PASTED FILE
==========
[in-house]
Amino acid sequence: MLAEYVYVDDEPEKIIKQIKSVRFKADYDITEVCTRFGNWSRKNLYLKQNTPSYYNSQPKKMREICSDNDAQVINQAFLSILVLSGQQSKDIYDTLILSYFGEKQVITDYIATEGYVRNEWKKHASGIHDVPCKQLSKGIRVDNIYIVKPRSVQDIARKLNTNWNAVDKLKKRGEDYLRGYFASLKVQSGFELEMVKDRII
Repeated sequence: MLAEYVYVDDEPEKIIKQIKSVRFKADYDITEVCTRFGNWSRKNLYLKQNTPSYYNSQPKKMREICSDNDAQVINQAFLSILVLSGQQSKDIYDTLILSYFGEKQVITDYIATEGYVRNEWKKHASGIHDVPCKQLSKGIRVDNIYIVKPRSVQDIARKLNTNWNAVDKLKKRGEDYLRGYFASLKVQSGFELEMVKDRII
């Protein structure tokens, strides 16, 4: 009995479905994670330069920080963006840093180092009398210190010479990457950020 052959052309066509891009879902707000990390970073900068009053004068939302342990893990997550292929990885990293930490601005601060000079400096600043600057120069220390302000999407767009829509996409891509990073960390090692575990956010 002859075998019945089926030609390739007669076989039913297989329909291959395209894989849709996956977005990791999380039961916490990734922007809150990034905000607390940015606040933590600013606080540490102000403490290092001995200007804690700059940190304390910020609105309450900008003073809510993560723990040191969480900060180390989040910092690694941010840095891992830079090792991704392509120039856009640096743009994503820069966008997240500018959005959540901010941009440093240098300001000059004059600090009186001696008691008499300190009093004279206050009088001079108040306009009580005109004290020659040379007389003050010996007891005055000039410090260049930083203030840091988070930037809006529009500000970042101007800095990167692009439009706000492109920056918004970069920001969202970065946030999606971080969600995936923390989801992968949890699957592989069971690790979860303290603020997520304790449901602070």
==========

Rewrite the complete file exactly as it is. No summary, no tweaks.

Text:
[in-house]
Amino acid sequence: MLAEYVYVDDEPEKIIKQIKSVRFKADYDITEVCTRFGNWSRKNLYLKQNTPSYYNSQPKKMREICSDNDAQVINQAFLSILVLSGQQSKDIYDTLILSYFGEKQVITDYIATEGYVRNEWKKHASGIHDVPCKQLSKGIRVDNIYIVKPRSVQDIARKLNTNWNAVDKLKKRGEDYLRGYFASLKVQSGFELEMVKDRII
Repeated sequence: MLAEYVYVDDEPEKIIKQIKSVRFKADYDITEVCTRFGNWSRKNLYLKQNTPSYYNSQPKKMREICSDNDAQVINQAFLSILVLSGQQSKDIYDTLILSYFGEKQVITDYIATEGYVRNEWKKHASGIHDVPCKQLSKGIRVDNIYIVKPRSVQDIARKLNTNWNAVDKLKKRGEDYLRGYFASLKVQSGFELEMVKDRII
């Protein structure tokens, strides 16, 4: 009995479905994670330069920080963006840093180092009398210190010479990457950020 052959052309066509891009879902707000990390970073900068009053004068939302342990893990997550292929990885990293930490601005601060000079400096600043600057120069220390302000999407767009829509996409891509990073960390090692575990956010 002859075998019945089926030609390739007669076989039913297989329909291959395209894989849709996956977005990791999380039961916490990734922007809150990034905000607390940015606040933590600013606080540490102000403490290092001995200007804690700059940190304390910020609105309450900008003073809510993560723990040191969480900060180390989040910092690694941010840095891992830079090792991704392509120039856009640096743009994503820069966008997240500018959005959540901010941009440093240098300001000059004059600090009186001696008691008499300190009093004279206050009088001079108040306009009580005109004290020659040379007389003050010996007891005055000039410090260049930083203030840091988070930037809006529009500000970042101007800095990167692009439009706000492109920056918004970069920001969202970065946030999606971080969600995936923390989801992968949890699957592989069971690790979860303290603020997520304790449901602070």